BMR, sometimes referred to as bare metal recovery, is a process used by data recovery and restoration experts to restore an entire system or server onto a new device. Essentially, this type of restoration recreates an entire computer so that the end product is almost indistinguishable from the previous piece of hardware (before its catastrophic failure, of course).
The term bare metal refers to a computer or server that doesn’t even have an operating system installed – it’s essentially a blank vessel just waiting to receive a restoration.
A BMR uses this bare metal device just for the hardware – all the software, operating systems, files, folder and settings will end up as mirror images of the previous device.
Why choose a bare metal restore?
This type of restoration is perfect for recovering from a catastrophic failure. BMRs help you bounce back from the worst case scenario for your device – a flood in the server room, a fire in an office or even a stolen laptop. That’s because the process restores more than just data. Your new device will have the same operating system, settings, programs, files and folders while keeping the contents and the information structure intact. After a successful BMR, you might not even notice the difference between your old device and your new one.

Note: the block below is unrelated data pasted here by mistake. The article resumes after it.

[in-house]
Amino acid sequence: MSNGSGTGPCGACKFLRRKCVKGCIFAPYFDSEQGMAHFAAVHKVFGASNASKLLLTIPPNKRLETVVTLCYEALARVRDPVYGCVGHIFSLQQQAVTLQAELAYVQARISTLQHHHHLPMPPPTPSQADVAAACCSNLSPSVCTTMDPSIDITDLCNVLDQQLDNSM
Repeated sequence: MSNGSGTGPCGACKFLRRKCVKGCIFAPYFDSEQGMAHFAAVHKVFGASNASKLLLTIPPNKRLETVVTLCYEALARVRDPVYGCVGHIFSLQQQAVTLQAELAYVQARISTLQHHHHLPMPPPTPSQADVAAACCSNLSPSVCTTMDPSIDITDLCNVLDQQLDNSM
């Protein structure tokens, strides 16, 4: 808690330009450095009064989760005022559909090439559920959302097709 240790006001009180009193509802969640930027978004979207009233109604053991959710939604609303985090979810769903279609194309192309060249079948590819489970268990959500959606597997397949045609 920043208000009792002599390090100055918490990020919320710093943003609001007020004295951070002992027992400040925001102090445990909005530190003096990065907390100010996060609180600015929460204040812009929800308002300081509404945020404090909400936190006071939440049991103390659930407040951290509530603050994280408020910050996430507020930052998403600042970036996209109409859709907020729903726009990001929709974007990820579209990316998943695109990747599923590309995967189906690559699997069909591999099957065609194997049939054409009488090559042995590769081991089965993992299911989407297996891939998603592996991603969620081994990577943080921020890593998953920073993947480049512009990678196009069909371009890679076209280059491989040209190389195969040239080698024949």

What’s required for a bare metal restore?
Planning ahead is the most important step – because BMR is such a comprehensive recovery option, you need to take a few extra steps to protect yourself and your data. Luckily, with Carbonite disaster recovery solutions, you can perform a BMR from your initially configured backups.
Benefits of a bare metal restore
The biggest benefit of BMR is that it gives you the ability to restore your data to a machine that is in a “bare metal” state. That means that you can restore to a machine that doesn’t have any pre-installed software or an operating system.
Bare metal recovery options
With Carbonite disaster recovery solutions, you can perform a bare metal restore by booting your machine to the recovery media that users create when they initially configured their backups. Once you are in the recovery media, all you’ll need to do is navigate to the location of the backups. Once you select the location, choose the point in time that you want to restore from and you’re off to the races.